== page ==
From my childhood up until now, one thing I’ve always done is thought about a great many things outside of myself, albeit stuff that a lot of other people didn’t seem to care about; not through great effort, but my mind just tends to wrap itself around small details like a dragonfly perched on a windowsill, and grand questions like searching for the truth about the origins of the universe, wanting to know about the evolution of humanity…and so on.
What I haven’t been so great at is the daily machinations of the “here and now.” Part of my reason for doing this blog is to push myself, even semi-anonymously, to expose more of “me” than I am accustomed to doing. I am good at “skimming the surface” – showing people a face but not allowing much of what’s underneath to be revealed. As you can imagine, that doesn’t always make for a very active social life. I would say there are actually a very few people who really know me, and that’s not the fault of anyone but me.
This is not exactly a new epiphany; however, it got me wondering: how well do we really know each other? What makes me consider someone a true friend is the degree to which I can be myself—whoever that happens to be on a particular day (not in a Multiple Personality Disorder, “United States of Tara” kind of way, but a “I’m not always going to be in the mood you want me to be in” type of deal). I know some people who seemingly have about 507 ½ friends and I am at once impressed and horrified at the prospect of keeping up with that many folks. But I suspect part of that, if I’m being totally honest, is knowing that everyone is different and that, by our nature, we tend to be a slightly different person with each different individual, and I don’t know if I have that kind of energy.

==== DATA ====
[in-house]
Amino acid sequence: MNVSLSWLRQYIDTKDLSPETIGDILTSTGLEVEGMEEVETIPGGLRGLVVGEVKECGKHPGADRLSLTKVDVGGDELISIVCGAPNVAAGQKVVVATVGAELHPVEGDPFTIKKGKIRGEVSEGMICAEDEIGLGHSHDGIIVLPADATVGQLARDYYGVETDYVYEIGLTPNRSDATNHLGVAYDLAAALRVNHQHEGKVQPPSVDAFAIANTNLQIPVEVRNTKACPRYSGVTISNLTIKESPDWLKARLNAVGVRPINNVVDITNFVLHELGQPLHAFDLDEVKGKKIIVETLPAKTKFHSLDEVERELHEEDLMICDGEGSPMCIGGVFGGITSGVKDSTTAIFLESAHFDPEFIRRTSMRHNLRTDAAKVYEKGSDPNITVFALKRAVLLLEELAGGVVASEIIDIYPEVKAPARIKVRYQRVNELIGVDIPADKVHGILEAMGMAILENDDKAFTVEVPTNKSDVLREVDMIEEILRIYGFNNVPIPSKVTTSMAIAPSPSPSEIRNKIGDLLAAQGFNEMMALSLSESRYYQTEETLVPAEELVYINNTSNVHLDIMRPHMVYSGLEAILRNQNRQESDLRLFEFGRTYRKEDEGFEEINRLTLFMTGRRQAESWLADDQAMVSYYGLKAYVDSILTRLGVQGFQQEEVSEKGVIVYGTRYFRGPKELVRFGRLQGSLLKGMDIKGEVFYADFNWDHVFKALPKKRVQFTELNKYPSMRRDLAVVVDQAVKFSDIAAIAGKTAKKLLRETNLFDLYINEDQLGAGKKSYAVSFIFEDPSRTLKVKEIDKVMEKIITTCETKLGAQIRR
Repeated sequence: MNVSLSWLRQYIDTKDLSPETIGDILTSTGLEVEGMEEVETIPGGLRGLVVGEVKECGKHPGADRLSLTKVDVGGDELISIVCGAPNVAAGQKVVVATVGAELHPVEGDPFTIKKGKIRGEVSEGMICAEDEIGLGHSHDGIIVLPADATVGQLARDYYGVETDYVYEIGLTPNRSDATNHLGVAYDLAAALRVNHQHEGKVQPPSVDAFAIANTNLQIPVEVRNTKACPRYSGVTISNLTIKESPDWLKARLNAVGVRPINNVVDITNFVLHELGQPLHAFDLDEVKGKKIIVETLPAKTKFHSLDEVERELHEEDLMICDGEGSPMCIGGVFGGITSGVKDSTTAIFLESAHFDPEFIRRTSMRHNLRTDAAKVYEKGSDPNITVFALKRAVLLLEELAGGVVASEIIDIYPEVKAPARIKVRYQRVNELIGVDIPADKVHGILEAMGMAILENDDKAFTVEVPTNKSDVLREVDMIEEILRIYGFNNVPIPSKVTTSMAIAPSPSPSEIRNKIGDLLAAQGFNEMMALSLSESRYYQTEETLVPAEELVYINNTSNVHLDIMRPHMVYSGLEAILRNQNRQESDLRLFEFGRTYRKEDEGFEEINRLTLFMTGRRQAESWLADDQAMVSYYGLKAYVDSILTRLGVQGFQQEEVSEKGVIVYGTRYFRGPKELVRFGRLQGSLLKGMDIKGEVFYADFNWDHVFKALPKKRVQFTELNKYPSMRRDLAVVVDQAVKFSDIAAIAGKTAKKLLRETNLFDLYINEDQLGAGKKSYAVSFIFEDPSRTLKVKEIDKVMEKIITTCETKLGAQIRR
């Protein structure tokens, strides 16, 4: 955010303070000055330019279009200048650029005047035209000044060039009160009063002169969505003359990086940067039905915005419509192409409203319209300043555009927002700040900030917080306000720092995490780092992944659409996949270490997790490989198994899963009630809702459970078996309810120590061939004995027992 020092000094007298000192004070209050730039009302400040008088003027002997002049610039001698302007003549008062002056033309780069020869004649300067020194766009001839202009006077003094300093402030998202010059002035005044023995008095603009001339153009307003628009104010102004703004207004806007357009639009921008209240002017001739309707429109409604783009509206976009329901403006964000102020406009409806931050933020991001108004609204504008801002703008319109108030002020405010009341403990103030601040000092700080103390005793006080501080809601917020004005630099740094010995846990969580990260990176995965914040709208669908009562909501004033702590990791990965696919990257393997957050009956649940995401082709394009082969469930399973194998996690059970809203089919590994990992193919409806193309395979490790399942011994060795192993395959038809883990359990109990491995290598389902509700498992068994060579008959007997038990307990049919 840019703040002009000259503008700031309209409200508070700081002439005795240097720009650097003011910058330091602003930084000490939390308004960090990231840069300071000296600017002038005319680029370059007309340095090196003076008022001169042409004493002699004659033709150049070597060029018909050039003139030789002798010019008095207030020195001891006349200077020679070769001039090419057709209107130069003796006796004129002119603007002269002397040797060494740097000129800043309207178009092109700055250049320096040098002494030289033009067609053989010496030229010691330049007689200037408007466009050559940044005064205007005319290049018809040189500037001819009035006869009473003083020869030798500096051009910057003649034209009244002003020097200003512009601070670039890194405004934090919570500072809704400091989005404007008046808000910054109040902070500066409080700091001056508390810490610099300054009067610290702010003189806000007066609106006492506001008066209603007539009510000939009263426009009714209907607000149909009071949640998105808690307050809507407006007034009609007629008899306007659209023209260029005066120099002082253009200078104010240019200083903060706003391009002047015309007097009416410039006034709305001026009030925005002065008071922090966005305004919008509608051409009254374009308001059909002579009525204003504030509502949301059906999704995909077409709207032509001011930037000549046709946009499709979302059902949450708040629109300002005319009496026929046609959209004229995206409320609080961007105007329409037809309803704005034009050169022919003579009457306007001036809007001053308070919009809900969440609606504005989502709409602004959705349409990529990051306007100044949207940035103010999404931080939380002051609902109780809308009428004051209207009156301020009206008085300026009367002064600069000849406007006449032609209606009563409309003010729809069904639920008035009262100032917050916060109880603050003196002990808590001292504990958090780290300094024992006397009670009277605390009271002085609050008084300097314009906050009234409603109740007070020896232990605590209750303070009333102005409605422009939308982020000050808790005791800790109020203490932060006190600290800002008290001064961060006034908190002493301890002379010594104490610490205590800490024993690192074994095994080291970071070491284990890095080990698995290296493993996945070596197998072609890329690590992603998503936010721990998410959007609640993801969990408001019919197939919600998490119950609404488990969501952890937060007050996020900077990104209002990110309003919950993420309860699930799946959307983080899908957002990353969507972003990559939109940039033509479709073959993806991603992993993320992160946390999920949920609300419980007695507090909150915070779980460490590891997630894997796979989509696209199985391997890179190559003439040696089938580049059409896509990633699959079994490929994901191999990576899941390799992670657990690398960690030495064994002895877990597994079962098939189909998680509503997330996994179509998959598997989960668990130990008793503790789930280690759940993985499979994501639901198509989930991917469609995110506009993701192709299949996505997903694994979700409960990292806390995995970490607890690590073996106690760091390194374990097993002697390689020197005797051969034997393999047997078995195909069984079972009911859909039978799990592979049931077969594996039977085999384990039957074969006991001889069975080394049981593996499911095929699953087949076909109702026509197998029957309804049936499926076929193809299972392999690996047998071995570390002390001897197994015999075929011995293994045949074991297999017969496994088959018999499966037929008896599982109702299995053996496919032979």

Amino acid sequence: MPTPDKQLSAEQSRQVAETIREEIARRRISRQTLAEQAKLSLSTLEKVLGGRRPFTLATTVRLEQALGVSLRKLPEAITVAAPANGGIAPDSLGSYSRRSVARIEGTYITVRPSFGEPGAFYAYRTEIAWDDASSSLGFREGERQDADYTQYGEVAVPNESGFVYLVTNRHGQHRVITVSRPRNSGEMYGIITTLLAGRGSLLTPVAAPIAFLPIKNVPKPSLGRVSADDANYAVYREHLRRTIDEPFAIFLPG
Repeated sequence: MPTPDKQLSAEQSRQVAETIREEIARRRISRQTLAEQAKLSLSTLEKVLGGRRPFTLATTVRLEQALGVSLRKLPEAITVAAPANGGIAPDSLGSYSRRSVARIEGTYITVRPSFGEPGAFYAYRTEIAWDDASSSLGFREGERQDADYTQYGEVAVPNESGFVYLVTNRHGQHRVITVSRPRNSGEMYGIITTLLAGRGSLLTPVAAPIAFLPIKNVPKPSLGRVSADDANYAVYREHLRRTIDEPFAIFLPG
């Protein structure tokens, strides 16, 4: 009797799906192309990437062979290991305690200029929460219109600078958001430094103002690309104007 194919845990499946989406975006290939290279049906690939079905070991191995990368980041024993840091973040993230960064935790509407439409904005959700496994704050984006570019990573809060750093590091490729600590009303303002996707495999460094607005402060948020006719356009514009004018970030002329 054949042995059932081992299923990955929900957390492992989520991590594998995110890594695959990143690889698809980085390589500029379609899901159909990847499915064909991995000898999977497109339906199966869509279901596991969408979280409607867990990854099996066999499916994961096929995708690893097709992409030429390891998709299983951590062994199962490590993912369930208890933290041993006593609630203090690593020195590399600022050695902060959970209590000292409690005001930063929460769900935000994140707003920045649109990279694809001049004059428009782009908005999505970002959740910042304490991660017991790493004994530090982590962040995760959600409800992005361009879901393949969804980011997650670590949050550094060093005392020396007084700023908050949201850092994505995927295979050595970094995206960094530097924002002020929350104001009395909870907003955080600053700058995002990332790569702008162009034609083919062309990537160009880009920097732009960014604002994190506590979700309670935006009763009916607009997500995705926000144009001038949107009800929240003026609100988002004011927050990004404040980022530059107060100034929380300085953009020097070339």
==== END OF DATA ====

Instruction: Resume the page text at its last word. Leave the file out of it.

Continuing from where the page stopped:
On another note, I have seen this unwillingness to adjust as a person affect my career choices as well; being focused on my “Comfort zone” and, in some cases, avoiding responsilbity that would have taken me to a different level. As much as I have always considered myself a “good guy” I didn’t have what every man needs to make it a priority to have: a well-developed plan. I have always claimed that I wanted my life, my work, to make a difference—and, to varying degree, I think I have done that–but I didn’t really sit down and imagine or project the exact path I would take to continue to build a stable life for myself in totality. I have had a number of positions that all relate to each other and I have a wealth of experience; but financially and professionally, it hasn’t resulted in the upward trajectory I would suspect most people would be looking for at this same stage of their lives. Being a “good guy” –even being a “deep” person–is not enough to go beyond paying the bills and to start having the kind of day-to-day life I have belatedly allowed myself to imagine.
Is everyone else where they would like to be? What steps have you taken to make sure this has happened? What supports have you had that helped you along the way? Weigh in and give props to yourself—and those who have been on the path with you—or just talk about what steps you think you need to take to “get to the next level” (whatever that is); whether it’s social/personal or professional development. Be real.